Monday, June 21, 2021

The Young Goethe

Johann Michael Eben, Rossmarkt in Frankfurt (1780)

In recent years I focused my Goethe research on world literature in connection with Goethe's comments on
the subject and with the work by Fritz Strich, Goethe und die Weltliteratur. Since the publication last year of my essay, I have turned back to my earliest interest in Goethe, the pre-Weimar Goethe and the subject of my dissertation, basically "how Goethe became Goethe." At the time of writing my dissertation (1994), the scholarly literature on this period was sparse. A reader of one of my earliest submissions to the Goethe Yearbook, of Goethe’s early play Die Laune des Verliebten, complained that I included no recent literature on the subject. As I wrote to Tom Saine, then editor of the Yearbook, there were scarcely any recent publications on this early pastoral drama, excepting an article in 1991 by Heinrich Detering. Thus, my dissertation had been heavily reliant on scholarship of the early 20th century, if not earlier: Hermann Baumgart, Fritz Br├╝ggemann, Max Herrmann, Hans Georg Heun (Der Satzbau des jungen Goethe, one of my favorites!), Heinz Kindermann, Albert Leitzmann, Siegmar Schulte.

Anyway, here I am back again, with a new project that may or may not have something to do with Wilhelm Meisters Theatralische Sendung, and am again immersing myself in early scholarship on Goethe's formative years, e.g., the study by Elisabeth Mentzel from 1909 entitled Wolfgang and Cornelias Lehrer: Ein Beitrag zu Goethes Entwicklungsgeschichte. Goethe's father's record of his household accounts indicates the payments made to various teachers, both male and female, but Mentzel's further archival research is indeed impressive, especially as few of Goethe’s teachers merit any contemporary mention, outside of birth and death records, applications for Frankfurt citizen status, tax payments, and the like. Besides the material on the subjects of instruction, the chapters of her book offer much insight into the life of many an aspiringly upwardly mobile individual, most of whom had no family roots in Frankfurt and had to fight hard not only for residence rights and rights to teach but also for their daily existence.

The first thing one notes about the education of Wolfgang and Cornelia is that Herr Rat was a helicopter parent par excellence. Mentzel notes the changing nature of educational practice in the late 18th century, and the instruction employed by Goethe's father's for his children reminds me of parents of children in my neighborhood on the Upper West Side of Manhattan, employing tutors and trainers to prepare their kids from even before kindergarten to get into elite schools and then into elite colleges. So, we may judge that certain similarities exist between economic conditions between the last half of the 18th century and the latter half of the 20th. At one time, Goethe had as many as five instructors.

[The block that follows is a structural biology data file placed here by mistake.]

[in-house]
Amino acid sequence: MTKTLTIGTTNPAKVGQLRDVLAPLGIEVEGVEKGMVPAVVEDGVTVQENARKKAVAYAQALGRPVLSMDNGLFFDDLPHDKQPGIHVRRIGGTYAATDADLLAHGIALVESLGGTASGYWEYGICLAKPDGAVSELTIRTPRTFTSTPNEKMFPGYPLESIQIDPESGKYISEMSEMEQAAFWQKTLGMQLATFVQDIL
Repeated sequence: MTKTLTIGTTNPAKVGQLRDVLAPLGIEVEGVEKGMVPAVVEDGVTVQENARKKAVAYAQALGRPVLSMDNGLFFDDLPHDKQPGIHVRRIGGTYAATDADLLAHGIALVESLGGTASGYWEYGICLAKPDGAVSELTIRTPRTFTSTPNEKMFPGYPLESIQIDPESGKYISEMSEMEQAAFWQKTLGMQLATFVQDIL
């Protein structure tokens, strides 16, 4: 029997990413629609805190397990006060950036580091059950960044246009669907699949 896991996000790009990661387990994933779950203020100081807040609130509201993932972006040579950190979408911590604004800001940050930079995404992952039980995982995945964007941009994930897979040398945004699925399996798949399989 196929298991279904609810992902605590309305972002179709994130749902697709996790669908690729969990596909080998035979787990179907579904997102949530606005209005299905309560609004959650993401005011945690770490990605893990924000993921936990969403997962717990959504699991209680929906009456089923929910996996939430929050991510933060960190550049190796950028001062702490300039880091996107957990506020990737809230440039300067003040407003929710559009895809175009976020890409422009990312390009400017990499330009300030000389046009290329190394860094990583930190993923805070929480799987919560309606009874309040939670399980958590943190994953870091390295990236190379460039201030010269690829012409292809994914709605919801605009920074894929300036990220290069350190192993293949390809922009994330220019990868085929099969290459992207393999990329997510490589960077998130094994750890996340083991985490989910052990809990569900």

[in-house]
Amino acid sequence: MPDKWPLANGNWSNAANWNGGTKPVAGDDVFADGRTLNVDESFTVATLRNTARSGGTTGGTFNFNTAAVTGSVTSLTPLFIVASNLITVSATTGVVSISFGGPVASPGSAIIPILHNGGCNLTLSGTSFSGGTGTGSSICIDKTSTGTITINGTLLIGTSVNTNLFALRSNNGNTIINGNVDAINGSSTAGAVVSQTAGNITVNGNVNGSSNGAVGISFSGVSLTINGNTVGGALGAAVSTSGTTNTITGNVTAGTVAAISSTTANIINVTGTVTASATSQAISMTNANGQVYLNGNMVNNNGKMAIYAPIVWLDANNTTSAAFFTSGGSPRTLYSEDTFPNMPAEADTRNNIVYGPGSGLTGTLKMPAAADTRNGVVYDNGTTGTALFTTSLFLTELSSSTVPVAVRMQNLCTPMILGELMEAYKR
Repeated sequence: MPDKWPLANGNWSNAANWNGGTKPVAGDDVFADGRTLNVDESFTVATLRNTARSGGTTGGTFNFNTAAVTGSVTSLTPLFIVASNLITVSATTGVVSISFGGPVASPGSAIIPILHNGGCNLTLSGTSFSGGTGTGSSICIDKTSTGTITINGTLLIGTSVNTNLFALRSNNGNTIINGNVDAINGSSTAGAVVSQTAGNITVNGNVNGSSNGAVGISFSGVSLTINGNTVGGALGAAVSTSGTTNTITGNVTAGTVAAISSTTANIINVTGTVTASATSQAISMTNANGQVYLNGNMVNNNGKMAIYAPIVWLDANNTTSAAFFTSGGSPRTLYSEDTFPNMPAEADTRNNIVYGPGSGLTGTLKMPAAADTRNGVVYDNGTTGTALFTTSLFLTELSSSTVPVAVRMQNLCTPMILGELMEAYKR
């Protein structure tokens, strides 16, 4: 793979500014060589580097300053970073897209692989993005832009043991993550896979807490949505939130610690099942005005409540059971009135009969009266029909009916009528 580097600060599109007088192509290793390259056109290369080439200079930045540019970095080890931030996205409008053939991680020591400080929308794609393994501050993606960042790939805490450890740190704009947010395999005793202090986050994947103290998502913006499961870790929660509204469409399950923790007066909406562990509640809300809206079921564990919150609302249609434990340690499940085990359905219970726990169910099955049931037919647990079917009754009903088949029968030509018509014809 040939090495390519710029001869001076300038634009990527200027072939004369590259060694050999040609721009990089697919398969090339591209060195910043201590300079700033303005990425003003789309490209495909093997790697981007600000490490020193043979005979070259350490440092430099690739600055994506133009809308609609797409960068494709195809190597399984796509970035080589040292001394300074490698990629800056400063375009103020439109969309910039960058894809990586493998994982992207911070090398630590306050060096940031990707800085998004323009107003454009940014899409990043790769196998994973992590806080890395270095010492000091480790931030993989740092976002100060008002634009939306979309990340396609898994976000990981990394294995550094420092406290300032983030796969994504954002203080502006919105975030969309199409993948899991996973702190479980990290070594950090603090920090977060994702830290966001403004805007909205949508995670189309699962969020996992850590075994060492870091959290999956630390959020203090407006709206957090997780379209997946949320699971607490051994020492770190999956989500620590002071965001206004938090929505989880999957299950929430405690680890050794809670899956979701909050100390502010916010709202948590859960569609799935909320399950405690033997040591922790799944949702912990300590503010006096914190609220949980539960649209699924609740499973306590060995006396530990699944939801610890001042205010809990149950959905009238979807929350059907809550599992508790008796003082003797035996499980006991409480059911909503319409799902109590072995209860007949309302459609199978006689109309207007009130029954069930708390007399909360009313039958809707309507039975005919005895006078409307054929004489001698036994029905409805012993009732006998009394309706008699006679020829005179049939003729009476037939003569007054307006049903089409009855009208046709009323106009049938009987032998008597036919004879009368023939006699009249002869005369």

I should also mention that, though she concedes that Goethe had an excellent memory, he included very few details of his early education in his autobiography, What I most love about Mentzel's book, along with Ernst Beutler's marvelous book, Essays um Goethe, is the way Mentzel extracts hints of sources for later works. For instance, she suggests that the figure of the harpist in Wilhelm Meisters Lehrjahre may have its origin in the siblings' Italian teacher, Domenico Giovinazzi. As Menzel points out, Giovinazzi was already in his late sixties during the years of instruction (1753, 1754, and 1755). A native of southern Italy, he was first a member of a Catholic religious order, the faith of which he rejected before moving north and eventually landing in Zurich, where he converted to the Reformed faith. From there it was on to Frankfurt, where there were many performances of Italian opera in the first quarter of 18th century, which indicates a knowledge of Italian language and music. In the 1730s already, Giovinazzi was the most prominent Italian teacher in the city. He and Goethe's father got along well, having musical interests in common.

Mentzel also traces Goethe's later enthusiasm for Erwin von Steinbach and the Cathedral in Strassburg to Johann Michael Eben, Goethe's rather mediocre drawing teacher who nevertheless was known for his detailed copperplate renderings of "citiscapes." “Erfindung,” writes Mentzel, was not Eben's talent, but “getreue Wiedergabe des Geschauten.” The portrait Goethe made of himself at his desk in his Frankfurt bedroom indicates what he had learned from Eben by the early 1760s: namely, proportion, detail, and architectural features.

Images: eBay; Deutsche Geschichte in Dokumenten und Bildern